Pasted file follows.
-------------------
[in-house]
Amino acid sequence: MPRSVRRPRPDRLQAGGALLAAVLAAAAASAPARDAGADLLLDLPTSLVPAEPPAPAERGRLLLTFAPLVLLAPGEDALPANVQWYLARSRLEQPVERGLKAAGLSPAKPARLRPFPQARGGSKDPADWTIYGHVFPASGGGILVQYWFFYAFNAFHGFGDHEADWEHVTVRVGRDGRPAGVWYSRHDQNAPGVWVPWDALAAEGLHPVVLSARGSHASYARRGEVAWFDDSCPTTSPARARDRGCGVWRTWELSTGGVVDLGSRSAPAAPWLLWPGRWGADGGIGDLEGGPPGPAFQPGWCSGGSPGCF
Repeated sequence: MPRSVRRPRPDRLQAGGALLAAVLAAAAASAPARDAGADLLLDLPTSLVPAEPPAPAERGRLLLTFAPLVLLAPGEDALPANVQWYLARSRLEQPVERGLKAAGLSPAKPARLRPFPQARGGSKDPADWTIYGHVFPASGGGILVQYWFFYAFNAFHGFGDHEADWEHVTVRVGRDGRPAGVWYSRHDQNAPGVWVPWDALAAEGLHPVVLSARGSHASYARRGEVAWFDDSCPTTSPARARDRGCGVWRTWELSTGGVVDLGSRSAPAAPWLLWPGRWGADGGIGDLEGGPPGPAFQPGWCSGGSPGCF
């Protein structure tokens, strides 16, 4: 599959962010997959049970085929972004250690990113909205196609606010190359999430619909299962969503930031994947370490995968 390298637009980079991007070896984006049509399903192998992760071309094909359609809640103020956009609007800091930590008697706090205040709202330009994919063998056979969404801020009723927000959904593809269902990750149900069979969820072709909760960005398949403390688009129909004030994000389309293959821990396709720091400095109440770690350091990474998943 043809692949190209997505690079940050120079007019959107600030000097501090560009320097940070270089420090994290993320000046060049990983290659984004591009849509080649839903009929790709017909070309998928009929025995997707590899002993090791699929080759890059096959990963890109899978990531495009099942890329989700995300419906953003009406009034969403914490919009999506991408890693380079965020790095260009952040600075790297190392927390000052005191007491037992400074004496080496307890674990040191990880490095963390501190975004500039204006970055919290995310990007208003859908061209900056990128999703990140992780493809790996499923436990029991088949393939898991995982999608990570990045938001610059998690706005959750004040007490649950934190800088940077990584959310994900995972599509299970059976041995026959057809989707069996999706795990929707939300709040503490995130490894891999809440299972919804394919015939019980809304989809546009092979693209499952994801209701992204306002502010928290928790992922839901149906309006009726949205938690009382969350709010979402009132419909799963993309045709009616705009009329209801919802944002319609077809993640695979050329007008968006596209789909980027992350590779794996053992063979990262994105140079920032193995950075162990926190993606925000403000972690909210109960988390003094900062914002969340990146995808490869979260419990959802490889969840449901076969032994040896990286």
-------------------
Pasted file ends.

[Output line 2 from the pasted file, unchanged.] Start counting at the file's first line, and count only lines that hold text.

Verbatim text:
Amino acid sequence: MPRSVRRPRPDRLQAGGALLAAVLAAAAASAPARDAGADLLLDLPTSLVPAEPPAPAERGRLLLTFAPLVLLAPGEDALPANVQWYLARSRLEQPVERGLKAAGLSPAKPARLRPFPQARGGSKDPADWTIYGHVFPASGGGILVQYWFFYAFNAFHGFGDHEADWEHVTVRVGRDGRPAGVWYSRHDQNAPGVWVPWDALAAEGLHPVVLSARGSHASYARRGEVAWFDDSCPTTSPARARDRGCGVWRTWELSTGGVVDLGSRSAPAAPWLLWPGRWGADGGIGDLEGGPPGPAFQPGWCSGGSPGCF